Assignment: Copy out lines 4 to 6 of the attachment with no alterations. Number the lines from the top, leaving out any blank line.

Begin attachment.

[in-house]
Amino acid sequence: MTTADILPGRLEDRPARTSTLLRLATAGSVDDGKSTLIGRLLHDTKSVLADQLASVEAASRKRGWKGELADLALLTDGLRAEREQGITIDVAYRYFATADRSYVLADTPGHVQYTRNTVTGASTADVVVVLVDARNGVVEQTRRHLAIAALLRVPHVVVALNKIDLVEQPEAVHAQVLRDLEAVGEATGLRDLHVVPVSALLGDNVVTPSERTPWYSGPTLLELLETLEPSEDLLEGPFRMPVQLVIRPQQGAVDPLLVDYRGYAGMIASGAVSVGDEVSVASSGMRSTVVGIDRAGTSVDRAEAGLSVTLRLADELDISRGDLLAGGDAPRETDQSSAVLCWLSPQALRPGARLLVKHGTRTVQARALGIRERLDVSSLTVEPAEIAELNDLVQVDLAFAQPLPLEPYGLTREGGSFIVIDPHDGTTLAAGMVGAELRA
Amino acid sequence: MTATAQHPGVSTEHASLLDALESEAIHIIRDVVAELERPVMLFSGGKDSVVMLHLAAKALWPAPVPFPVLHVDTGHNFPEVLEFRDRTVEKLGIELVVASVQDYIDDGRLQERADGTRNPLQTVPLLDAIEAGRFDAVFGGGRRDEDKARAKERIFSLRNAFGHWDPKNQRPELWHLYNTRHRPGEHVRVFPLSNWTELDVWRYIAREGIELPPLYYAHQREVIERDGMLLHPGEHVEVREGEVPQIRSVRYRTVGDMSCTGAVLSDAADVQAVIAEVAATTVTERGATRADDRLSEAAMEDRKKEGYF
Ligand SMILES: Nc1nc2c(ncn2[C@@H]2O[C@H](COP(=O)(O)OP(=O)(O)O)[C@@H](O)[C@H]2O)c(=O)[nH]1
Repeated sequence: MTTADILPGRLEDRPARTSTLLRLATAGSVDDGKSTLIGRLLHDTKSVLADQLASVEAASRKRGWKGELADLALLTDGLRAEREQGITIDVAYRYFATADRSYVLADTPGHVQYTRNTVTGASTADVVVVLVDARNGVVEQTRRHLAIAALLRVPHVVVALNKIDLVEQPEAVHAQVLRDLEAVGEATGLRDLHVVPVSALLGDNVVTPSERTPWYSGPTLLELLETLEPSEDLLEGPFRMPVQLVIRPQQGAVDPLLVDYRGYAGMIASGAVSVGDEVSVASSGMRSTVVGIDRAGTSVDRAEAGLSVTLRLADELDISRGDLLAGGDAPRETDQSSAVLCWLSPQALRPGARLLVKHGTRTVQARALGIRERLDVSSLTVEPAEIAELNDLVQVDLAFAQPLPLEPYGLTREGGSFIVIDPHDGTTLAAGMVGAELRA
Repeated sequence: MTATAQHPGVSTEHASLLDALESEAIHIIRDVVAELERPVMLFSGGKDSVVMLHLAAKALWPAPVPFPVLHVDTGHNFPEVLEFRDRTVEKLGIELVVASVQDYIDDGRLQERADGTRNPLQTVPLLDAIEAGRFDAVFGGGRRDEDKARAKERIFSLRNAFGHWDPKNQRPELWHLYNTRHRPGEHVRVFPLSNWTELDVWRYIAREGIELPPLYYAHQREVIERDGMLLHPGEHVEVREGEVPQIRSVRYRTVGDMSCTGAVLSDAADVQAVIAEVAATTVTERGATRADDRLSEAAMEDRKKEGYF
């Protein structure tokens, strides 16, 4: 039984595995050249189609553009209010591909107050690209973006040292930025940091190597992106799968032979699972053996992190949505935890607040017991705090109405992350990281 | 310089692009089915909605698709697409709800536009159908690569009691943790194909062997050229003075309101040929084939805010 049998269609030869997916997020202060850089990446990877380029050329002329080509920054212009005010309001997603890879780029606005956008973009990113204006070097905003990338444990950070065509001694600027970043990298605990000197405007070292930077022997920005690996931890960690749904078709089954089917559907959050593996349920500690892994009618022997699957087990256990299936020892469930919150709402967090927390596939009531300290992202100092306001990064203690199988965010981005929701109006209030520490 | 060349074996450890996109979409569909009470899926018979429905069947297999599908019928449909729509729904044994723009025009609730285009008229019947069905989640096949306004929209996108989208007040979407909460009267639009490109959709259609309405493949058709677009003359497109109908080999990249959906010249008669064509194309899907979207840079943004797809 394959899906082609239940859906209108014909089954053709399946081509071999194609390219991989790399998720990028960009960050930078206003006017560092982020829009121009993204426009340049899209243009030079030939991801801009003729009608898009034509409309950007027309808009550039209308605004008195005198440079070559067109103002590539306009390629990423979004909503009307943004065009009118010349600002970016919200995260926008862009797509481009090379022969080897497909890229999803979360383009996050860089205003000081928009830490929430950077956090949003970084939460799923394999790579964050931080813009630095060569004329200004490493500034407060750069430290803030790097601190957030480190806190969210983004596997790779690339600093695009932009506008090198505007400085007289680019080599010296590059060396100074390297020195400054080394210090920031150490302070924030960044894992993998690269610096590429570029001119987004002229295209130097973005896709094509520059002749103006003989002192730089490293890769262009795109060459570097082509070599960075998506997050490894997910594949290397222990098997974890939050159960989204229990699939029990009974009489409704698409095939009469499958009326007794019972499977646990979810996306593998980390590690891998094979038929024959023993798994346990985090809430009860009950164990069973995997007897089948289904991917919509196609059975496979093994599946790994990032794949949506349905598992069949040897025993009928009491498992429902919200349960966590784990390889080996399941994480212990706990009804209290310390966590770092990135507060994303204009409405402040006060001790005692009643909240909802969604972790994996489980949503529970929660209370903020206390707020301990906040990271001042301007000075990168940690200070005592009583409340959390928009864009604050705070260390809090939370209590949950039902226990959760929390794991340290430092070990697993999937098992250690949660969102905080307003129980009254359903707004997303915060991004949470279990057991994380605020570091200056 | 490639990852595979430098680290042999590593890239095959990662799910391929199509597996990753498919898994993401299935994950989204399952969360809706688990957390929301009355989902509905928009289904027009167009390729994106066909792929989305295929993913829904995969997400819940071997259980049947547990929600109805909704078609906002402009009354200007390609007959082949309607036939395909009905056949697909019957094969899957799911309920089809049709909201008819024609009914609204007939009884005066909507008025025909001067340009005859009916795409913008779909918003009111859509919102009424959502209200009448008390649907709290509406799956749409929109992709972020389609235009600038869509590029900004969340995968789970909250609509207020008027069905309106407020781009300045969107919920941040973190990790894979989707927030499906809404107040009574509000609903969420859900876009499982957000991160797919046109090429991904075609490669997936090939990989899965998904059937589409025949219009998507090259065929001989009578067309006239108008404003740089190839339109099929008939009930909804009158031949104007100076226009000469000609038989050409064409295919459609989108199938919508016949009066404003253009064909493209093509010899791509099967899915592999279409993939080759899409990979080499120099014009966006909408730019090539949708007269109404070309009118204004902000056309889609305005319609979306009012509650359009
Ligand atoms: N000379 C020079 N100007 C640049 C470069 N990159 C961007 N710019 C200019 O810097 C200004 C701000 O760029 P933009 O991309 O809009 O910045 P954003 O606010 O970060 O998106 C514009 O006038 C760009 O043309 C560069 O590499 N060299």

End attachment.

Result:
Ligand SMILES: Nc1nc2c(ncn2[C@@H]2O[C@H](COP(=O)(O)OP(=O)(O)O)[C@@H](O)[C@H]2O)c(=O)[nH]1
Repeated sequence: MTTADILPGRLEDRPARTSTLLRLATAGSVDDGKSTLIGRLLHDTKSVLADQLASVEAASRKRGWKGELADLALLTDGLRAEREQGITIDVAYRYFATADRSYVLADTPGHVQYTRNTVTGASTADVVVVLVDARNGVVEQTRRHLAIAALLRVPHVVVALNKIDLVEQPEAVHAQVLRDLEAVGEATGLRDLHVVPVSALLGDNVVTPSERTPWYSGPTLLELLETLEPSEDLLEGPFRMPVQLVIRPQQGAVDPLLVDYRGYAGMIASGAVSVGDEVSVASSGMRSTVVGIDRAGTSVDRAEAGLSVTLRLADELDISRGDLLAGGDAPRETDQSSAVLCWLSPQALRPGARLLVKHGTRTVQARALGIRERLDVSSLTVEPAEIAELNDLVQVDLAFAQPLPLEPYGLTREGGSFIVIDPHDGTTLAAGMVGAELRA
Repeated sequence: MTATAQHPGVSTEHASLLDALESEAIHIIRDVVAELERPVMLFSGGKDSVVMLHLAAKALWPAPVPFPVLHVDTGHNFPEVLEFRDRTVEKLGIELVVASVQDYIDDGRLQERADGTRNPLQTVPLLDAIEAGRFDAVFGGGRRDEDKARAKERIFSLRNAFGHWDPKNQRPELWHLYNTRHRPGEHVRVFPLSNWTELDVWRYIAREGIELPPLYYAHQREVIERDGMLLHPGEHVEVREGEVPQIRSVRYRTVGDMSCTGAVLSDAADVQAVIAEVAATTVTERGATRADDRLSEAAMEDRKKEGYF